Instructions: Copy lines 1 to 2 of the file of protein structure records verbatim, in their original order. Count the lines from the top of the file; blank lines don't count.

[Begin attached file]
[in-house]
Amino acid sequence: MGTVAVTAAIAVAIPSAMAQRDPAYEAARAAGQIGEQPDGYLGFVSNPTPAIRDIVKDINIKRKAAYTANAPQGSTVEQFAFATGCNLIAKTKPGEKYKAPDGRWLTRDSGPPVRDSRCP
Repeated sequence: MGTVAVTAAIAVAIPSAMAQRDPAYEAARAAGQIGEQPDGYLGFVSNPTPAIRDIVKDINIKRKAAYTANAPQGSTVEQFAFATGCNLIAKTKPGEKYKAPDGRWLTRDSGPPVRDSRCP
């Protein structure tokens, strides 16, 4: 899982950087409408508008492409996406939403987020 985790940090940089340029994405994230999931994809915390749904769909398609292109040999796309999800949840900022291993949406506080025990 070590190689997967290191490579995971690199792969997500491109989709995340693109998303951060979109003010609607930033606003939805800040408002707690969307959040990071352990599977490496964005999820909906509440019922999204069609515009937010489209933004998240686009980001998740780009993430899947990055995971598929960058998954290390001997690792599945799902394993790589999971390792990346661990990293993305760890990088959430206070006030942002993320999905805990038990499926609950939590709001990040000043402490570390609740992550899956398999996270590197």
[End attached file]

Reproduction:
[in-house]
Amino acid sequence: MGTVAVTAAIAVAIPSAMAQRDPAYEAARAAGQIGEQPDGYLGFVSNPTPAIRDIVKDINIKRKAAYTANAPQGSTVEQFAFATGCNLIAKTKPGEKYKAPDGRWLTRDSGPPVRDSRCP